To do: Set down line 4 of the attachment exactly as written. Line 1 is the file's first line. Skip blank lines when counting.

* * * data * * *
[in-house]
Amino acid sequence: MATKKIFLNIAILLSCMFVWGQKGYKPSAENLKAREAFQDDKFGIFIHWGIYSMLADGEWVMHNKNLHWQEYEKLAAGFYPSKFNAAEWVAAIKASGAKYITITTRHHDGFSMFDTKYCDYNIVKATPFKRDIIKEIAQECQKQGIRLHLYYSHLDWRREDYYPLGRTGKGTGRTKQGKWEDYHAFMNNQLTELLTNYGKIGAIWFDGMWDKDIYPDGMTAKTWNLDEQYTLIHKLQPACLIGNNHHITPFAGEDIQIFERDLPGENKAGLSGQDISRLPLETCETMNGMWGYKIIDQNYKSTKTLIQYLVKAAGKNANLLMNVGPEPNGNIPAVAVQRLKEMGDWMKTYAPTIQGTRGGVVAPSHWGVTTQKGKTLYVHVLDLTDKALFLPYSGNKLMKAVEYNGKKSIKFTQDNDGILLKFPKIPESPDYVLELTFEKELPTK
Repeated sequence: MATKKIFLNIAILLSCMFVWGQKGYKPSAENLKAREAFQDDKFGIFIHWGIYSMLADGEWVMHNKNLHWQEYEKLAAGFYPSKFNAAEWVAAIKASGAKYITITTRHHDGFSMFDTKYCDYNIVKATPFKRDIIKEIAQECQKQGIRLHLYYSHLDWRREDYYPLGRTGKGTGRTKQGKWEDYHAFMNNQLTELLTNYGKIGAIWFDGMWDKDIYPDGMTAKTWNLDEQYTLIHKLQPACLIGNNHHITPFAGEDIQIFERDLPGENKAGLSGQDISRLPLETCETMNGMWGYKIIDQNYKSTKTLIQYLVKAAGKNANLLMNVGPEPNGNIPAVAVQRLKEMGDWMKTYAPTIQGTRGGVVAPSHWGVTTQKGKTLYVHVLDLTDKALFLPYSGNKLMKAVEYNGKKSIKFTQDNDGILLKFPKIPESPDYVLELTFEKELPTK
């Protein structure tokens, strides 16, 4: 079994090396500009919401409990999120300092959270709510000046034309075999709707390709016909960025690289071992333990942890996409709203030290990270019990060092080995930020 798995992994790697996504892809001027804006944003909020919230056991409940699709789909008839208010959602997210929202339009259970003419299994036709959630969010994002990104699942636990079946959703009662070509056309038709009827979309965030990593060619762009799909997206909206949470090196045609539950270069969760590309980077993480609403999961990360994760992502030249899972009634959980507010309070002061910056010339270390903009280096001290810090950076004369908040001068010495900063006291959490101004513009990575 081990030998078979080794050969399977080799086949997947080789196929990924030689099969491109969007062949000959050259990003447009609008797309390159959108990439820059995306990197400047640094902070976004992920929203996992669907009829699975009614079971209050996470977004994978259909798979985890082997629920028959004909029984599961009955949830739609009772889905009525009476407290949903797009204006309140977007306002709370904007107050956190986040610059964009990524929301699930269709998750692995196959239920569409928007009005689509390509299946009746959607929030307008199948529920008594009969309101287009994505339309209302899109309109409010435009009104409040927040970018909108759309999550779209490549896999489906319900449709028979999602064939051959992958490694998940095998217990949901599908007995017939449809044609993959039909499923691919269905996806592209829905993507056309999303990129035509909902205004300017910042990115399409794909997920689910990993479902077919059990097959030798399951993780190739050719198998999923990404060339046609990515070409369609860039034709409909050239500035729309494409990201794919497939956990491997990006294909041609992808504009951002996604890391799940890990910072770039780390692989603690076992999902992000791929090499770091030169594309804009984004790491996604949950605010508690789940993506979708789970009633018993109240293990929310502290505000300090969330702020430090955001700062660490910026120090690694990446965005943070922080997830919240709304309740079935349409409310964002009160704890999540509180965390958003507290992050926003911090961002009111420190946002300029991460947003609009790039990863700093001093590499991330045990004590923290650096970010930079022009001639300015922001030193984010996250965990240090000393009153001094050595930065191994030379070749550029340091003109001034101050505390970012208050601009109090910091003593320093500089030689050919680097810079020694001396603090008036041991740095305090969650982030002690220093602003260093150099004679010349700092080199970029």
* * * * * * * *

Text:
């Protein structure tokens, strides 16, 4: 079994090396500009919401409990999120300092959270709510000046034309075999709707390709016909960025690289071992333990942890996409709203030290990270019990060092080995930020 798995992994790697996504892809001027804006944003909020919230056991409940699709789909008839208010959602997210929202339009259970003419299994036709959630969010994002990104699942636990079946959703009662070509056309038709009827979309965030990593060619762009799909997206909206949470090196045609539950270069969760590309980077993480609403999961990360994760992502030249899972009634959980507010309070002061910056010339270390903009280096001290810090950076004369908040001068010495900063006291959490101004513009990575 081990030998078979080794050969399977080799086949997947080789196929990924030689099969491109969007062949000959050259990003447009609008797309390159959108990439820059995306990197400047640094902070976004992920929203996992669907009829699975009614079971209050996470977004994978259909798979985890082997629920028959004909029984599961009955949830739609009772889905009525009476407290949903797009204006309140977007306002709370904007107050956190986040610059964009990524929301699930269709998750692995196959239920569409928007009005689509390509299946009746959607929030307008199948529920008594009969309101287009994505339309209302899109309109409010435009009104409040927040970018909108759309999550779209490549896999489906319900449709028979999602064939051959992958490694998940095998217990949901599908007995017939449809044609993959039909499923691919269905996806592209829905993507056309999303990129035509909902205004300017910042990115399409794909997920689910990993479902077919059990097959030798399951993780190739050719198998999923990404060339046609990515070409369609860039034709409909050239500035729309494409990201794919497939956990491997990006294909041609992808504009951002996604890391799940890990910072770039780390692989603690076992999902992000791929090499770091030169594309804009984004790491996604949950605010508690789940993506979708789970009633018993109240293990929310502290505000300090969330702020430090955001700062660490910026120090690694990446965005943070922080997830919240709304309740079935349409409310964002009160704890999540509180965390958003507290992050926003911090961002009111420190946002300029991460947003609009790039990863700093001093590499991330045990004590923290650096970010930079022009001639300015922001030193984010996250965990240090000393009153001094050595930065191994030379070749550029340091003109001034101050505390970012208050601009109090910091003593320093500089030689050919680097810079020694001396603090008036041991740095305090969650982030002690220093602003260093150099004679010349700092080199970029």